The University of Texas at Austin wordmark
Small handwriting sample of C.J.'s First-Year Student Journals, link to journals home page
Zaid




crown




trophies and medals

23 January 2006

“4th and 5…the national championship on the line right here…
He is going for the corner…he’s got it…
Vince Young scores!
And the game is over…Texas has defeated Southern California 41–38 to win the national championship of college football.”

“What ended the game was an eight-yard scamper on the Longhorns’ final possession, a play that encompassed all of his remarkable qualities. He showed plenty of heart in the face of the onrushing defensive linemen, focus as he scanned the field from sideline to sideline in search of the best option and poise waiting for the right side to clear. Then he measured the distance to the goal line and took off with breathtaking swiftness. A few panicky defenders saw the picture developing, but realized it was too late to beat him to the corner.”1

___

All the rest is history. The successful as well as the dramatic completion of our “Live the Dream – 2006” campaign made all of this very special and unforgettable. Without any surprises, the 2005 college football season started with every individual team hoping to make it their year. Only one came out on top: The Texas Longhorns.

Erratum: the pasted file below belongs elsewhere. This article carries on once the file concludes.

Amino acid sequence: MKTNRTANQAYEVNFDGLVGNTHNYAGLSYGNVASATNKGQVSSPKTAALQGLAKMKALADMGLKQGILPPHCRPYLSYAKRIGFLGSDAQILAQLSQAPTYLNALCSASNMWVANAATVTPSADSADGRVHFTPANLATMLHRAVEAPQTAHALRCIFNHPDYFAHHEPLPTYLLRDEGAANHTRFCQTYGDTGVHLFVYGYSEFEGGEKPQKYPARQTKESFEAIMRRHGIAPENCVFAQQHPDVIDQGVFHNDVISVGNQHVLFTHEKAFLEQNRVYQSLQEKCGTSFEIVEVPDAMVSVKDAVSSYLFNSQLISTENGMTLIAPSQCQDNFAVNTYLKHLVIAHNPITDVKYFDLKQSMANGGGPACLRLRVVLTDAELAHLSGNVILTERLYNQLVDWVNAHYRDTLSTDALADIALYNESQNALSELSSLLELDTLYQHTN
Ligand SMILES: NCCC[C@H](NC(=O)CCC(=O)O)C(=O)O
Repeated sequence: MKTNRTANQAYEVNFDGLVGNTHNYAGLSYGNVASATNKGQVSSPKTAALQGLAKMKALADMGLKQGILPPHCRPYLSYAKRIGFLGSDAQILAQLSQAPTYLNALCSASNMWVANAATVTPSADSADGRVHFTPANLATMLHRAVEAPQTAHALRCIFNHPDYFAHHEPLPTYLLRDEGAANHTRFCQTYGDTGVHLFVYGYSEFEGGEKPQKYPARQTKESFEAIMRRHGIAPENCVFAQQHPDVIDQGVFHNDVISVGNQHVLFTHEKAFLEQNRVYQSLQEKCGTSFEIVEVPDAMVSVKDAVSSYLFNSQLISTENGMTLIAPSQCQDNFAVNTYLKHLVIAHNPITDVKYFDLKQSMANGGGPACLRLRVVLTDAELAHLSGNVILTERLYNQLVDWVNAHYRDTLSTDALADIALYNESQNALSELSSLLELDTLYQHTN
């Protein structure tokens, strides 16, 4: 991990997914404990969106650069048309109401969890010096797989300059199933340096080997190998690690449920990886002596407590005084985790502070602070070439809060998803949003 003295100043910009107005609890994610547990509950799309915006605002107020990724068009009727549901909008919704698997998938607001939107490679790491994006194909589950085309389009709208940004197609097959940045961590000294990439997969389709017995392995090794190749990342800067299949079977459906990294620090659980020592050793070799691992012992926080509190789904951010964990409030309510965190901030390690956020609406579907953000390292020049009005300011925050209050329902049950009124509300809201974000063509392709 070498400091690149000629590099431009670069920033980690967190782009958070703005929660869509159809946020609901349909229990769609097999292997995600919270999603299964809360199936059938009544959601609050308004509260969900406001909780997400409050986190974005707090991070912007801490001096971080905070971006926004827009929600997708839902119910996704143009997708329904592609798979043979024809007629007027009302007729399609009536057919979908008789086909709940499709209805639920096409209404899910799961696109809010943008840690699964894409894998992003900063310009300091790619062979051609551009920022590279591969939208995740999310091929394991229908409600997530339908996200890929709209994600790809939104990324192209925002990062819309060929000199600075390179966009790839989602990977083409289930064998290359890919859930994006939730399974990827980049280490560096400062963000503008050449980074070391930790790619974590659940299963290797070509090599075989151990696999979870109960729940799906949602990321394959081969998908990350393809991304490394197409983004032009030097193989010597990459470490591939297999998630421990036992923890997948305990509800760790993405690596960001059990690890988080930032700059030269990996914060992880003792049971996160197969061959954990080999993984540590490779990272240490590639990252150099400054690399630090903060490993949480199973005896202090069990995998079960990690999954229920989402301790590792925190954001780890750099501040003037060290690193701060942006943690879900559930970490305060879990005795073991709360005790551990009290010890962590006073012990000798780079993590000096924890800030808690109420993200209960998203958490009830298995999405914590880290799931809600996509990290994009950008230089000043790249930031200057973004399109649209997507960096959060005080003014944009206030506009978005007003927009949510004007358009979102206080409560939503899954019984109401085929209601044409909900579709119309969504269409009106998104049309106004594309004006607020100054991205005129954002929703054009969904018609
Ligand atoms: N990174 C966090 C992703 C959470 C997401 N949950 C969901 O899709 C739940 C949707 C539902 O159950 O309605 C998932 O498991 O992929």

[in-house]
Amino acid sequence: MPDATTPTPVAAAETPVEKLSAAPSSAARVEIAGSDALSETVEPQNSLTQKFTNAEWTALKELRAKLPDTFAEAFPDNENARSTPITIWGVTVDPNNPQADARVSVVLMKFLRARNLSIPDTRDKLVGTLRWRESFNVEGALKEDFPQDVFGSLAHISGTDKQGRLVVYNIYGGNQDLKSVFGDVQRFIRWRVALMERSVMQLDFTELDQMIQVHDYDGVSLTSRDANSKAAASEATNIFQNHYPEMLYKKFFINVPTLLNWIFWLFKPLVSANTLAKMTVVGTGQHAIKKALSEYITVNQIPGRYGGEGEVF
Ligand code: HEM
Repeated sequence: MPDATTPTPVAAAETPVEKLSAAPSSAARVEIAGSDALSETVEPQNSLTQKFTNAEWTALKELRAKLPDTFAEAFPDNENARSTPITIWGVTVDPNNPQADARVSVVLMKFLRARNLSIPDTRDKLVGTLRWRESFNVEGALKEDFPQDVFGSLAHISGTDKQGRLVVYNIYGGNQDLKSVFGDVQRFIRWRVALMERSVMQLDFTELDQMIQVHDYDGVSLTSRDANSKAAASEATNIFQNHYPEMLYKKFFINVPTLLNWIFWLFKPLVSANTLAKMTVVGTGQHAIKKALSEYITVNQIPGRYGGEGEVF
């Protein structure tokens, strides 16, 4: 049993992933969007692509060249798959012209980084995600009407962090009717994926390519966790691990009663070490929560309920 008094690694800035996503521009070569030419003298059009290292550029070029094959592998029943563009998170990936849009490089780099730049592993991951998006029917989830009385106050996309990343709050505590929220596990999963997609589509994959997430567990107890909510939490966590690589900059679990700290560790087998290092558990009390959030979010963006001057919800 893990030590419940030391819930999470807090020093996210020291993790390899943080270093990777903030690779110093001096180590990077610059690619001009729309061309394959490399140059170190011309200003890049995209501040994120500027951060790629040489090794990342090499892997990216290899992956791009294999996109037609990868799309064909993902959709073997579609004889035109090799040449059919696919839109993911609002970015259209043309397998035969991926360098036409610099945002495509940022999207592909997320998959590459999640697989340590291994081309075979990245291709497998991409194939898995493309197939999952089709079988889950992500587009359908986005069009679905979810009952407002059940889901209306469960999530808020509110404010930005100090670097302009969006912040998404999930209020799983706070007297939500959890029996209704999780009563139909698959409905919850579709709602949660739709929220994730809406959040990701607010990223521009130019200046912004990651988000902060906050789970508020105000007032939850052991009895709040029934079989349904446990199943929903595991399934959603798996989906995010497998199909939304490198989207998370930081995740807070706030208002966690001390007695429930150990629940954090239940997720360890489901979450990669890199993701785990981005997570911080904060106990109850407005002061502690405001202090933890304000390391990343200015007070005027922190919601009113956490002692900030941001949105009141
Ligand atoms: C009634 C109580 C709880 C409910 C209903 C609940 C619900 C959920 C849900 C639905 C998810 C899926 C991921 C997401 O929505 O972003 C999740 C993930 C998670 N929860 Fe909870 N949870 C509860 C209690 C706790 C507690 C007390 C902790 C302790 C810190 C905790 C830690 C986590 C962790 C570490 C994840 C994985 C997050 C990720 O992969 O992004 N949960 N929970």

Amazingly, from the very first snap against Louisiana-Lafayette to the final seconds of the Rose Bowl Game against Southern California, I followed it all. And not just simply followed it…I followed it religiously like a Texas fan! What is even more amazing and hilarious to me, however, is a story that lies behind-the-scenes: a story that never made headlines, never got the accolades, never even reached more than a selected few. A story that does not deserve to be called just a story but rather, in my opinion, the story. The story of football, a fan and some more football.

I myself am, of course, the protagonist of this story. To start and say “once upon a time” I have to go all the way back and dig out the year 2002 from the memory lane. So once upon a time, I used to live in Pakistan and do nothing except play the sport cricket. Then came a time in my life when I moved from Lahore, Pakistan, and came all the way to Austin, Texas. The move from that part of the world to this one was very smooth. But there was one thing I could not leave behind: cricket. Accordingly, formidable allegiances were sworn to stick to cricket and sleep, dream, breathe, play and follow nothing else but cricket. Cricket was cricket and none came even closer to cricket!

Time continued to fly by and I continued to brush aside any notions of accepting any sport as a sport because cricket was the game.2 Then, slowly but surely, came the transition when I began to attend my high school football games. (I actually went to the games to see our band perform and not for football because I did not understand it back then.) Whereas all others went to see 48 minutes of football, I went to see the five-minute band performance squeezed in between those 48 minutes. Whereas all others went to see raw power and brute strength on the field, I went to see the synchronized marching and artistic display of our band (as well as to see them spell out “M-A-C,” short for McCallum High School, on the field).